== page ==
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The Role of Radiative Interactions in Tropical Cyclone Development under Realistic Boundary Conditions

Presentation Date
Monday, December 14, 2020 at 8:34pm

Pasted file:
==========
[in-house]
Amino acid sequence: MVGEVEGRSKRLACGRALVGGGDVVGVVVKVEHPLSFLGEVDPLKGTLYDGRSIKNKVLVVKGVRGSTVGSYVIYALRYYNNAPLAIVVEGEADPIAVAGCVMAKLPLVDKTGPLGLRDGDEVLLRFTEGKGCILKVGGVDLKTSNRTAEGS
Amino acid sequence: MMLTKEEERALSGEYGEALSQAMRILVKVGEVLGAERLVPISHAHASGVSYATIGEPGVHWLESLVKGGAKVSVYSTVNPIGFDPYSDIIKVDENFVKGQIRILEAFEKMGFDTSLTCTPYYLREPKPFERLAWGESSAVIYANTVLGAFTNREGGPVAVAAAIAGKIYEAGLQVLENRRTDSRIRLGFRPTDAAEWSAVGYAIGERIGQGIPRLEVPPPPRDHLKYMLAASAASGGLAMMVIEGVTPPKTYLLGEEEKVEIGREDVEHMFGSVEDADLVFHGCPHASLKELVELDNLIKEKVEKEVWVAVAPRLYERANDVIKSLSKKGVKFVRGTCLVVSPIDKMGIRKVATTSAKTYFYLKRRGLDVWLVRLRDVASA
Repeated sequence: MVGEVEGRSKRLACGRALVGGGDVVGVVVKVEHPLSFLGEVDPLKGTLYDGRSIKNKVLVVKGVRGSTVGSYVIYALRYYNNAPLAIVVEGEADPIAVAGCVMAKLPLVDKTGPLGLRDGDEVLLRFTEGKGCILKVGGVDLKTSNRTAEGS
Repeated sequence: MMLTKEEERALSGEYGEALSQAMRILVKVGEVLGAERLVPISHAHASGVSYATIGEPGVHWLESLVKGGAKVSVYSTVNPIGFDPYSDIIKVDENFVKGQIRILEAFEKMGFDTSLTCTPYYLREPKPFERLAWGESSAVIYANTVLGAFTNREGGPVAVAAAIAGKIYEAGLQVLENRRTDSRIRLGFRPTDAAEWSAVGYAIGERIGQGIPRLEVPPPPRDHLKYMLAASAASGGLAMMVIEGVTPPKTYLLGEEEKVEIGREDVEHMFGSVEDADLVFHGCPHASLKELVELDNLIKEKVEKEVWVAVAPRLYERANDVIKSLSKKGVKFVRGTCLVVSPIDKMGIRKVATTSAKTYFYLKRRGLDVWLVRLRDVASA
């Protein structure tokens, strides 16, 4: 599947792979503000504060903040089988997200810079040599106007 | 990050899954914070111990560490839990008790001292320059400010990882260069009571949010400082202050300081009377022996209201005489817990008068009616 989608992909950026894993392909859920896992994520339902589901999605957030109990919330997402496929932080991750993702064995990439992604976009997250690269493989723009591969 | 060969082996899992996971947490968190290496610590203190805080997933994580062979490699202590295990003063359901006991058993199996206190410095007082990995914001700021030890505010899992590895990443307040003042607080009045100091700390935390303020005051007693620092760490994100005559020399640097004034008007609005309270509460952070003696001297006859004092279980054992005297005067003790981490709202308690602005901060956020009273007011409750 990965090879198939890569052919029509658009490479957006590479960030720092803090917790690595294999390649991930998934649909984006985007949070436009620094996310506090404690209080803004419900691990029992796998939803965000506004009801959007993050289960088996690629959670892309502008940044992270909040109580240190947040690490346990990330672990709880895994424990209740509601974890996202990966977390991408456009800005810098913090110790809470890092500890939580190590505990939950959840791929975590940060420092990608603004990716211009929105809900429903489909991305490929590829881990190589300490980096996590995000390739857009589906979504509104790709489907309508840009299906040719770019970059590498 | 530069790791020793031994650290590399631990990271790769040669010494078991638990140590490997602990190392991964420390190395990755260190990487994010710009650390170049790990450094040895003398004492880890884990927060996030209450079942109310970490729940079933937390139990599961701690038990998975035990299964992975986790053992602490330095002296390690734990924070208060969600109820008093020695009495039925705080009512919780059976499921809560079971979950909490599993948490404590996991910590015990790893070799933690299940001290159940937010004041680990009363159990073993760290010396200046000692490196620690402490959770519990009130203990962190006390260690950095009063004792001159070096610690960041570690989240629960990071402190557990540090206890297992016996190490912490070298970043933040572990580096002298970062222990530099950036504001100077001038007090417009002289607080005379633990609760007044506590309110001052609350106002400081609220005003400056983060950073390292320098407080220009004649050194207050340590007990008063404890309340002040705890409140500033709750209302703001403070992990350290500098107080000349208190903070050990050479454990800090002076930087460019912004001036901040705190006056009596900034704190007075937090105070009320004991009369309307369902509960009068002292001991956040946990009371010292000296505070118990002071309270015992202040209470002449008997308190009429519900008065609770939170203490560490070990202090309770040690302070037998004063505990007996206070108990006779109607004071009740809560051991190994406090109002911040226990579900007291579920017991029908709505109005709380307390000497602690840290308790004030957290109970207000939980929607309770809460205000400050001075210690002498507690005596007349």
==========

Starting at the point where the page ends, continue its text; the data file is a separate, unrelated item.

The impact of radiative interactions on tropical cyclones (TCs) is investigated using a global, TC-permitting general circulation model (GCM) with realistic boundary conditions. In this model, synoptic-scale radiative interactions are suppressed by overwriting the model-generated atmospheric radiative cooling rates with its monthly-varying climatological values. When radiative interactions are suppressed, the global TC frequency is significantly reduced. This suggests that radiative interactions are a critical component of TC development even in the presence of spatially varying boundary conditions. The reduced TC activity is primarily due to a decrease in the frequency of pre-TC synoptic disturbances (“seeds”), whereas the background environment in which the seeds undergo cyclogenesis is less affected. This suggests that synoptic-scale radiative interactions primarily influence TC activity at the pre-genesis stage. When radiative interactions are suppressed, TC genesis shifts toward coastal regions, whereas TC lysis locations stay almost unchanged; together the distance between genesis and lysis is shortened, reducing TC duration. In a warmer climate, the magnitude of TC reduction due to suppressing radiative interactions is diminished due to the larger contribution from latent heat release in the moister climate. These results highlight the importance of radiative interactions in modulating the frequency and duration of TCs under realistic boundary conditions.

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